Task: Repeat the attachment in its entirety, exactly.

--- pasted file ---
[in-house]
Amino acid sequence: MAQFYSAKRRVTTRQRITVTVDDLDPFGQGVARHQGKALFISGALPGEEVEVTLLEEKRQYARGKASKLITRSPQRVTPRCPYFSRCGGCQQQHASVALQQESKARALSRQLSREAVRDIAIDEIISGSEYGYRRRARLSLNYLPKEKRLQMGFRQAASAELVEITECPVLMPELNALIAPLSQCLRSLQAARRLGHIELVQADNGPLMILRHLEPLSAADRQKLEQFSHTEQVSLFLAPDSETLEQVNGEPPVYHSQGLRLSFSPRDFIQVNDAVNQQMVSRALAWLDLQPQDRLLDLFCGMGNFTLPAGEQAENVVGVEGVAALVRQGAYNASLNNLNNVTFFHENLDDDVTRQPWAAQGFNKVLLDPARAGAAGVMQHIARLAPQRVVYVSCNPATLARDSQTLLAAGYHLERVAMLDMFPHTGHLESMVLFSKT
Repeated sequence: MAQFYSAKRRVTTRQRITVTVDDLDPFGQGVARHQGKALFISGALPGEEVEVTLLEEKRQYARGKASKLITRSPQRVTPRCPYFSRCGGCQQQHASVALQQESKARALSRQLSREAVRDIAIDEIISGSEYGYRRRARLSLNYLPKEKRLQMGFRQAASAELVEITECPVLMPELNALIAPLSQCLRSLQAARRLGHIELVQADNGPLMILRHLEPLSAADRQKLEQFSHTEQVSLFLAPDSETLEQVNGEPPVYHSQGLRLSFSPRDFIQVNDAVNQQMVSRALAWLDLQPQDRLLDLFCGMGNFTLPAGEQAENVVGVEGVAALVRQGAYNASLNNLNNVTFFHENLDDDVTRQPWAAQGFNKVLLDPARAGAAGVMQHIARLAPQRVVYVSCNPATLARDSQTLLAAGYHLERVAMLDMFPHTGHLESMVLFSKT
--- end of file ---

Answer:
[in-house]
Amino acid sequence: MAQFYSAKRRVTTRQRITVTVDDLDPFGQGVARHQGKALFISGALPGEEVEVTLLEEKRQYARGKASKLITRSPQRVTPRCPYFSRCGGCQQQHASVALQQESKARALSRQLSREAVRDIAIDEIISGSEYGYRRRARLSLNYLPKEKRLQMGFRQAASAELVEITECPVLMPELNALIAPLSQCLRSLQAARRLGHIELVQADNGPLMILRHLEPLSAADRQKLEQFSHTEQVSLFLAPDSETLEQVNGEPPVYHSQGLRLSFSPRDFIQVNDAVNQQMVSRALAWLDLQPQDRLLDLFCGMGNFTLPAGEQAENVVGVEGVAALVRQGAYNASLNNLNNVTFFHENLDDDVTRQPWAAQGFNKVLLDPARAGAAGVMQHIARLAPQRVVYVSCNPATLARDSQTLLAAGYHLERVAMLDMFPHTGHLESMVLFSKT
Repeated sequence: MAQFYSAKRRVTTRQRITVTVDDLDPFGQGVARHQGKALFISGALPGEEVEVTLLEEKRQYARGKASKLITRSPQRVTPRCPYFSRCGGCQQQHASVALQQESKARALSRQLSREAVRDIAIDEIISGSEYGYRRRARLSLNYLPKEKRLQMGFRQAASAELVEITECPVLMPELNALIAPLSQCLRSLQAARRLGHIELVQADNGPLMILRHLEPLSAADRQKLEQFSHTEQVSLFLAPDSETLEQVNGEPPVYHSQGLRLSFSPRDFIQVNDAVNQQMVSRALAWLDLQPQDRLLDLFCGMGNFTLPAGEQAENVVGVEGVAALVRQGAYNASLNNLNNVTFFHENLDDDVTRQPWAAQGFNKVLLDPARAGAAGVMQHIARLAPQRVVYVSCNPATLARDSQTLLAAGYHLERVAMLDMFPHTGHLESMVLFSKT